|Yund, Philip O.||Downeast Institute for Applied Marine Research and Education (DEI)||Principal Investigator, Contact|
|York, Amber D.||Woods Hole Oceanographic Institution (WHOI BCO-DMO)||BCO-DMO Data Manager|
BCO-DMO Data Manager Processing Notes:
* added a conventional header with dataset name, PI name, version date
* modified parameter names to conform with BCO-DMO naming conventions
|location_major||descriptive name of broad sampling area||unitless|
|location_minor||descriptive name of specific sampling area||unitless|
|lon||longitude; west is negative||decimal degrees|
|Start Date|| |
These locations were sampled using The Uglement, an automobile. Mussel Gonad Index (GI), size frequency, settlement, and density were surveyed.
Acronym "MuLTI-2" (Mussel Larval Transport Initiative-2)
Extracted from the NSF award abstract:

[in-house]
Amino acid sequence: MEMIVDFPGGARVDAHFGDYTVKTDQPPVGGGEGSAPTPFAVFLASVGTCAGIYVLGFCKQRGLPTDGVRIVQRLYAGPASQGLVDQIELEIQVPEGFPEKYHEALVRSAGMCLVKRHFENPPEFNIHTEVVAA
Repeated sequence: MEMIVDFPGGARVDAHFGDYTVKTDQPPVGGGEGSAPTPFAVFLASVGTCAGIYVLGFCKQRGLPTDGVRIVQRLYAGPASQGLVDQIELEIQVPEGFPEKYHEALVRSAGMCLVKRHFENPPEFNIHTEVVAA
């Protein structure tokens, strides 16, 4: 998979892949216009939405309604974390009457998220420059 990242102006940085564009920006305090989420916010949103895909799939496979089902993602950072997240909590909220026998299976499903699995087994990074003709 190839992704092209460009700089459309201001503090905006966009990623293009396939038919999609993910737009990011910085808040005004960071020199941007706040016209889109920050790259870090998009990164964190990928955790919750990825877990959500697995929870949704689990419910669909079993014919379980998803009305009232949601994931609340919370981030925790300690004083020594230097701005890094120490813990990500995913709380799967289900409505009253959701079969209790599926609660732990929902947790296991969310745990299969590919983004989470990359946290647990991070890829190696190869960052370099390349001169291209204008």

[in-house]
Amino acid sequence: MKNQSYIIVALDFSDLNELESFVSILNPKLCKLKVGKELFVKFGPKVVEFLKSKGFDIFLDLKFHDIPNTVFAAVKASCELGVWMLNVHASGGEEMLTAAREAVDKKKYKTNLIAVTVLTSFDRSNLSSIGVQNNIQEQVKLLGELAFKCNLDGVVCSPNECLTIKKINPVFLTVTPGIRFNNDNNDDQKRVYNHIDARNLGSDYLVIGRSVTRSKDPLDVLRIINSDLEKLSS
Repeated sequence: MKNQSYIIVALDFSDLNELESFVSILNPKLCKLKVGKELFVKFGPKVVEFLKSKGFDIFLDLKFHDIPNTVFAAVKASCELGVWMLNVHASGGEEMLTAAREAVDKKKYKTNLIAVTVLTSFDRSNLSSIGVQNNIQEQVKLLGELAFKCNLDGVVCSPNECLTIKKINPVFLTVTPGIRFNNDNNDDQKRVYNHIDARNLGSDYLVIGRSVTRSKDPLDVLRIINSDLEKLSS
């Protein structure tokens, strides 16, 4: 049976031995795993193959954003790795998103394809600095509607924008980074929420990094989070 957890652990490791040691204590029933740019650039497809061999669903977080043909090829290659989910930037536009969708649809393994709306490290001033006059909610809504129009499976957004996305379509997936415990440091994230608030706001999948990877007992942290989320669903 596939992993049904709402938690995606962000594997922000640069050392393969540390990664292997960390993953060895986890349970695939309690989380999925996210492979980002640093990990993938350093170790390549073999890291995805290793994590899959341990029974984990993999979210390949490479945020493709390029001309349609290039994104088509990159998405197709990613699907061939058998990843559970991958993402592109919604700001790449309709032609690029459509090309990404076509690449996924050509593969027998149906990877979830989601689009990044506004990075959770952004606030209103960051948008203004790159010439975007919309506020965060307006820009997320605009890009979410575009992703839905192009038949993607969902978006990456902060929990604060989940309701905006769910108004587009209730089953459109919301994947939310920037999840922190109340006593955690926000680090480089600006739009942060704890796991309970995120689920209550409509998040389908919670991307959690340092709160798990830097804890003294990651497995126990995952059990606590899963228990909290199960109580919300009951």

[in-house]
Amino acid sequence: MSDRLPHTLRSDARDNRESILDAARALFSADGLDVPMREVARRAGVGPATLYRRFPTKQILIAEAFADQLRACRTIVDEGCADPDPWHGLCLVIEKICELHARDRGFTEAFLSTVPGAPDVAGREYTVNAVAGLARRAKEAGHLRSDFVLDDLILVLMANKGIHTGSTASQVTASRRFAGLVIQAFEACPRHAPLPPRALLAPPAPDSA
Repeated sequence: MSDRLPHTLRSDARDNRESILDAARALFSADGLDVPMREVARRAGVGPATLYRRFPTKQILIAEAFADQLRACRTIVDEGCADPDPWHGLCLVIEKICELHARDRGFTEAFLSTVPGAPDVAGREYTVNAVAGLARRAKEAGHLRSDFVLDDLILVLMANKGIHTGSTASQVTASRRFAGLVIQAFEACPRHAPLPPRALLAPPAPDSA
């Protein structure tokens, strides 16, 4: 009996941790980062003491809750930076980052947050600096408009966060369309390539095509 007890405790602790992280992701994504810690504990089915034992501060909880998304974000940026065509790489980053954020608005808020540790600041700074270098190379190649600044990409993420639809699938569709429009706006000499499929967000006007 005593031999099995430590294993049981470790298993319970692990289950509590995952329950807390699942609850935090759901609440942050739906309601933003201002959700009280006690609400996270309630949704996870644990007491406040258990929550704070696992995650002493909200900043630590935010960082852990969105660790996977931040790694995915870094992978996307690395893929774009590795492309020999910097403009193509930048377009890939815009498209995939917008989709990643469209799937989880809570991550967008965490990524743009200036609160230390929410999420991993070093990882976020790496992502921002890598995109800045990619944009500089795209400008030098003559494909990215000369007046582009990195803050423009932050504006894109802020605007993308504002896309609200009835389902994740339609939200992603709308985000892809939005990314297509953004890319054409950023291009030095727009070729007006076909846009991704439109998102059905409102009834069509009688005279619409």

Existing larval transport models focus mainly on along-shelf transport and have done little to explicitly incorporate the effects of cross-shelf mixing and transport processes. Yet cross-shelf transits (both outgoing and incoming legs) are critical components of the dispersal paths of coastal invertebrates. This project will explore the role of cross-shelf mixing in the connectivity of blue mussel populations in eastern Maine. Previous work has shown that the Eastern Maine Coastal Current (EMCC) begins to diverge from shore southwest of the Grand Manan Channel and creates a gradient in cross-shelf mixing and larval transport, with cross-shelf mixing being more common on the northeastern end, episodic in the transitional middle area, and then becoming rare in the southwestern half of the region of the Gulf of Maine. As a result, the investigators predict that northeastern populations of mussels are seeded mostly from up-stream sources, while a significant component of self-seeding (local retention) exists in southwestern populations. Larvae settling in the intervening bays are expected to be derived from a mixture of local and up-stream sources. Using a combined empirical and theoretical approach hydrographic, current profile, and larval vertical migration data will be collected and used to develop and validate a high-resolution coastal circulation model coupled to a model of larval behavior. The investigators will model simulations in different years using the empirical data from mussel reproductive output and spawning times. Connectivity predicted from this model will be then tested against independent empirical estimates of connectivity based on trace element fingerprinting for larvae which can be connected to specific natal habitats. Regions of agreement and discrepancy in the model will be identified to guide additional data collection and model refinement. This iterative process will ensure an understanding of both larval transport patterns and processes, and provide estimates of inter-annual variability in connectivity for blue mussel populations in the Gulf of Maine.